Portland dance nights are getting weirder, better, and more diverse, and the change is coming far from where people might look.
While serious criticisms of Old Port’s nightlife are nothing new, these days DJs and dance circles can point to a growing number of alternatives throughout the city. And due to bizarre competitive tactics between Old Port clubs, an uneasy gulf between the Top 40 circuit and other DJs, and the growing availability of safer, more specialized parties elsewhere in town, Portland dance circles are thriving without the help of downtown.
“It’s an exciting time to be a DJ in Portland,” says Greg Gould, who began playing and producing parties in Portland under the name DJ Silverchild in 2007. Gould says that people in Portland these days dance to a greater variety of styles than since he can remember, citing recent developments like the Bass-Time Continuum at the Big Easy (every Thursday night), and Empire’s Penthouse party (the last Friday of the month), a project of veteran house DJs Chris Gauthier, Marcus Caine, and Ed Garrison.
“It’s exciting to see jungle and drum and bass come back into the forefront,” says Gould. “And vocal house—when I started that was only at Styxx, but now it’s being played everywhere.”
“I don’t think there’s been a better time,” he says. “If you wanna go way back to the Metropolis in 2001, maybe, but nothing has been as good as what Flask is doing.”
CHANGING THE TEMPO
Several other DJs echo the sentiment that Flask Lounge is leading the march of progress of Portland’s nightlife. The dark, sultry Spring Street bar hosts numerous parties per month, from a network of dance nights that include Jamie O’Sullivan’s tech-house-driven “Love” (every first Friday) and Mr. Dereloid’s “Foundation Friday” (every second),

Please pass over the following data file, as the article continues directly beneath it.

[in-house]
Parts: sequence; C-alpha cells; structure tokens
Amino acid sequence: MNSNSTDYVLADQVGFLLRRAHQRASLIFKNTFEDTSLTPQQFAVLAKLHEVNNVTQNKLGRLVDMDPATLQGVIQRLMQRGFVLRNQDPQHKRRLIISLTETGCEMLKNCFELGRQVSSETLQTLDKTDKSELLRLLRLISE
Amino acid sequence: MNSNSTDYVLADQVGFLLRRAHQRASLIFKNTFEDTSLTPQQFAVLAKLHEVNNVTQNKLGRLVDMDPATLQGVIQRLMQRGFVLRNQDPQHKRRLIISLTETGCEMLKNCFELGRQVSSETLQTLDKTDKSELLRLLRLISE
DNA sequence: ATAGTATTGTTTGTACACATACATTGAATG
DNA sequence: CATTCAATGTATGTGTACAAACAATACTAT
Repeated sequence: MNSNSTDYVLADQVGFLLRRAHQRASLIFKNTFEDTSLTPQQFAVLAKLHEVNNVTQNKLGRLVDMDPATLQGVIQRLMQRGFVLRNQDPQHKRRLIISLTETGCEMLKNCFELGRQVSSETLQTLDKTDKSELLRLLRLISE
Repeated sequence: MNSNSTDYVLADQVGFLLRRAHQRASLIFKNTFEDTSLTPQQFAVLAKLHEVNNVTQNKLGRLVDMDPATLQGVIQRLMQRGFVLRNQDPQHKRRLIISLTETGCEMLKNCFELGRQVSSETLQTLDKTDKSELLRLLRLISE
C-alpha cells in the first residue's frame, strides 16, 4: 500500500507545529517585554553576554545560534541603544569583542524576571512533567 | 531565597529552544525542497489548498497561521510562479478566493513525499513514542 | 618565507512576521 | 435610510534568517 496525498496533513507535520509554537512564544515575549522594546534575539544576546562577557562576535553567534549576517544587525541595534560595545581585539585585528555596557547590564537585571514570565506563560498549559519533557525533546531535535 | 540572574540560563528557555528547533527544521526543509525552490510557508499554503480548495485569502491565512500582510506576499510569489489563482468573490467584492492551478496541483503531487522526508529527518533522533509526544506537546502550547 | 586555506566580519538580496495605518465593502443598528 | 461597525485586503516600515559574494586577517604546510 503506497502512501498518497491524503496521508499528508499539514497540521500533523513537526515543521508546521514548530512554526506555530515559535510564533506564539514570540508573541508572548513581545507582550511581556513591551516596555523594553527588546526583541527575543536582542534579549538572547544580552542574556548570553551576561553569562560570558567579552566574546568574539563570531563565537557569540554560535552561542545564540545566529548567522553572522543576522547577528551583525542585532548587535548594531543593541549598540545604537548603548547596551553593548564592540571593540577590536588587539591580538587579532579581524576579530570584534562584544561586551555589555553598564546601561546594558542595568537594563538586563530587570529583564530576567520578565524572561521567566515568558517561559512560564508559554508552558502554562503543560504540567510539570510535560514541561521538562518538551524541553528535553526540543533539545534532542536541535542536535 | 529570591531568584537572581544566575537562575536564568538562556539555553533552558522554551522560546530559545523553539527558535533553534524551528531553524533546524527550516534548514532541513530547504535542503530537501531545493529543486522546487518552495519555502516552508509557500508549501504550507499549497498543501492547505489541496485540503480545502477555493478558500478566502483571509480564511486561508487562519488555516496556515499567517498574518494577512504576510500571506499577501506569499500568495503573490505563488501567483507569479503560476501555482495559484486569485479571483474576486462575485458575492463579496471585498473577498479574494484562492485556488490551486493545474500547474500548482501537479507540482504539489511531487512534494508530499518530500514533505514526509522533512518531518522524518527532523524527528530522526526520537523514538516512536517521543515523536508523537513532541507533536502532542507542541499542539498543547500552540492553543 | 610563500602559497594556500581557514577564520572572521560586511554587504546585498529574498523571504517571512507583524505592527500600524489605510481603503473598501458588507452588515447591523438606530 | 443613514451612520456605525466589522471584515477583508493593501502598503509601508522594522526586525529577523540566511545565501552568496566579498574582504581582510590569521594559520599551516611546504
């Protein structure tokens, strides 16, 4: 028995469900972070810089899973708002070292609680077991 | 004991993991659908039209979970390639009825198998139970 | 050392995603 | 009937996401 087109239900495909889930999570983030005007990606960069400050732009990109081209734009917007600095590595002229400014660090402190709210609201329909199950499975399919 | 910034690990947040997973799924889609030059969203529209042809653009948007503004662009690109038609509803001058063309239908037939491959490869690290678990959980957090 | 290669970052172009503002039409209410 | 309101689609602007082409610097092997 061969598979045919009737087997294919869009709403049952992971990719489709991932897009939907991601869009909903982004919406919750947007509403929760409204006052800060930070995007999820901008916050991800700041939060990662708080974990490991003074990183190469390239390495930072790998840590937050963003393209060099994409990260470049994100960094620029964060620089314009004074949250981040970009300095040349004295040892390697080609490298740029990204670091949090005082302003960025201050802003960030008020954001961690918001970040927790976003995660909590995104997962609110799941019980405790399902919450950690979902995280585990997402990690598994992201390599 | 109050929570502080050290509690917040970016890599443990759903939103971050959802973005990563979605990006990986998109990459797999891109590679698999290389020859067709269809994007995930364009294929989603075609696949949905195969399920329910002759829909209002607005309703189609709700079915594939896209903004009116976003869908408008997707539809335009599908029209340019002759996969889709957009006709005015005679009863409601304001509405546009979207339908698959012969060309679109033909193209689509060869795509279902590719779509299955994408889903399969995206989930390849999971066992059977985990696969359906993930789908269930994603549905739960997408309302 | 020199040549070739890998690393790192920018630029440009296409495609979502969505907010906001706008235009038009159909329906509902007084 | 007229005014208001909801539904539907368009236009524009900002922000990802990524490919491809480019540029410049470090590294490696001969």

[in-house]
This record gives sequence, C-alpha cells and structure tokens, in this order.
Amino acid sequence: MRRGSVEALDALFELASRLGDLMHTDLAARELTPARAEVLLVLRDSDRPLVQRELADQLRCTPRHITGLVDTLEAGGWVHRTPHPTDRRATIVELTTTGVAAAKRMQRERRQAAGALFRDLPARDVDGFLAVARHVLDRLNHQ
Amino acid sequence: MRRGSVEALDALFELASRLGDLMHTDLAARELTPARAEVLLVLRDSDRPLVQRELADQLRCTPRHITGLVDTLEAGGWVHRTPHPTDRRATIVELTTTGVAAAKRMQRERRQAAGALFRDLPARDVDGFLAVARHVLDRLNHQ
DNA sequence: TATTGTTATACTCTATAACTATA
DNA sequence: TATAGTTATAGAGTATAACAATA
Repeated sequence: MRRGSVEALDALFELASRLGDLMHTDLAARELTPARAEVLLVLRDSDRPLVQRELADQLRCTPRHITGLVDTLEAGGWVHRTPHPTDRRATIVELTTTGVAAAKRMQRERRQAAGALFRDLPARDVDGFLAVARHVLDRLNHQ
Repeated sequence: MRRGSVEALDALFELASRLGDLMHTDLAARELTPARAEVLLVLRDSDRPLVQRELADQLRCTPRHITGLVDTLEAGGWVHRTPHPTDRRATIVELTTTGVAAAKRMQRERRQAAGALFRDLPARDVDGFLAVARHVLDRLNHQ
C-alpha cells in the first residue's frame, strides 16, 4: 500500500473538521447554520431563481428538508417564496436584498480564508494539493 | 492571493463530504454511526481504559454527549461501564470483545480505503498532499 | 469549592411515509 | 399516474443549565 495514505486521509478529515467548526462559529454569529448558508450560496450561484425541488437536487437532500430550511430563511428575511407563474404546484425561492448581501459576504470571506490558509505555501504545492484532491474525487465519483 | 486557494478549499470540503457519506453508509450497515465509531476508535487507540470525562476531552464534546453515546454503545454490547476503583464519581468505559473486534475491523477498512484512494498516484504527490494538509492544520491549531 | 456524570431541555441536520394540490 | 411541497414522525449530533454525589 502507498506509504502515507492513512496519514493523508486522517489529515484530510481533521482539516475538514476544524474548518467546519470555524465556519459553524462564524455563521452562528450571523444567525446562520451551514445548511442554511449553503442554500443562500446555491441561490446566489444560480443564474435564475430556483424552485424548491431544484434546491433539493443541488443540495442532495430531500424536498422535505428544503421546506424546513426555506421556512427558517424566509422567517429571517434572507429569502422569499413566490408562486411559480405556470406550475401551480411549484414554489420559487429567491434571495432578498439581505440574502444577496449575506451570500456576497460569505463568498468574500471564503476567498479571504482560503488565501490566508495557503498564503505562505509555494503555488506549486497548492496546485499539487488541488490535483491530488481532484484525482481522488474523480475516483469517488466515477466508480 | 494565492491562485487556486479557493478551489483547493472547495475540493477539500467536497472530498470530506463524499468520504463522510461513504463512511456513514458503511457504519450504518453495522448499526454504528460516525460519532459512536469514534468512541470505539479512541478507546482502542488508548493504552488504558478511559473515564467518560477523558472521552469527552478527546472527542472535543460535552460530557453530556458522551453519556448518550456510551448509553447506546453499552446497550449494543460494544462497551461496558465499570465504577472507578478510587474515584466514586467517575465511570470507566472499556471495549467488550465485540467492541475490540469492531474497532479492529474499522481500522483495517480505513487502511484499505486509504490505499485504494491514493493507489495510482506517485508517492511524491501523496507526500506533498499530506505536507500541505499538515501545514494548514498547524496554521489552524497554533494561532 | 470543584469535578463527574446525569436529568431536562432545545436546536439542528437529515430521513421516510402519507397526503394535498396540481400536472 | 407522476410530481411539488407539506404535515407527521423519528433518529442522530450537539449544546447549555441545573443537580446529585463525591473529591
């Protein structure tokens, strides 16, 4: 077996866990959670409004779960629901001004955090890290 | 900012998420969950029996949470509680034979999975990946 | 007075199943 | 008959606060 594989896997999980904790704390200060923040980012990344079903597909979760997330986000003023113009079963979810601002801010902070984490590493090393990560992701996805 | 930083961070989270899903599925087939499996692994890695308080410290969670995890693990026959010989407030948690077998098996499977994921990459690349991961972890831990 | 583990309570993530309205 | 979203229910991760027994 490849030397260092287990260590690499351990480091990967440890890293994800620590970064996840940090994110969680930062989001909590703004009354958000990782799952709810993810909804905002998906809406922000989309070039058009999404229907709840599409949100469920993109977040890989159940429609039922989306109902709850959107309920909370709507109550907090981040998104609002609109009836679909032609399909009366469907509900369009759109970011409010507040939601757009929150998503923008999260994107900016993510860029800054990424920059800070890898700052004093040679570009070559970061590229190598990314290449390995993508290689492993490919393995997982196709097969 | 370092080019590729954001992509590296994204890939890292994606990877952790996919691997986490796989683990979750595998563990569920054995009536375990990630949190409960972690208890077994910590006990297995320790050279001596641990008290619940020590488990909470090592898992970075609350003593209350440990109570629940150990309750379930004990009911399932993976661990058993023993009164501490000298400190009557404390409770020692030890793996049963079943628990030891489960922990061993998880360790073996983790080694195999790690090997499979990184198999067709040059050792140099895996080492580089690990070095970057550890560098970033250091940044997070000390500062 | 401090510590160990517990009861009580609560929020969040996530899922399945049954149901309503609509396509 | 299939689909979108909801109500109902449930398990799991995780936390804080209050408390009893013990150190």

Don Damiani and MC Pensivv’s bass-heavy “TRVP NITE” (select Sundays), to the radical queer foundations of “Sub/Merge,” a last-Saturday-of-the-month party-floor assembled by a 9-member consortium of activists who donate proceeds to left-wing political causes.
As the number and quality of outer-circle dance nights grow, Portland DJs are exerting direct influence on the environments they’re creating, as well as drawing attention to the origins of the increasingly diversifying music they’re playing.
“If you hire me to play an event, it’s going to be challenging for the people who come out,” says Mo Nunez, a Portland DJ who plays by the name Mosart212. “Research and education are so integral to my music.”
Nunez believes that the roots or origins of a song or style should carry some significance in the exchange between DJ and audience. He plays anything from hip hop, funk, soul, pop, house, and indie-rock, and his sets often include sample-flipping, the practice of mixing a newer song into the older track from which it takes its sample.
“I’m a punk kid who loves pop music,” adds DJ Red Tide, who hosts “Sub/Merge. “But I’ll play hip hop, electropop, Top 40 stuff, remixes, some trap music, Bounce, and Jersey club, too. I want to play stuff that people have some familiarity with, but also pushes the boundaries.” One of the organizations that Red Tide and company donate to is Breakout, a rights organization for queer youth in New Orleans.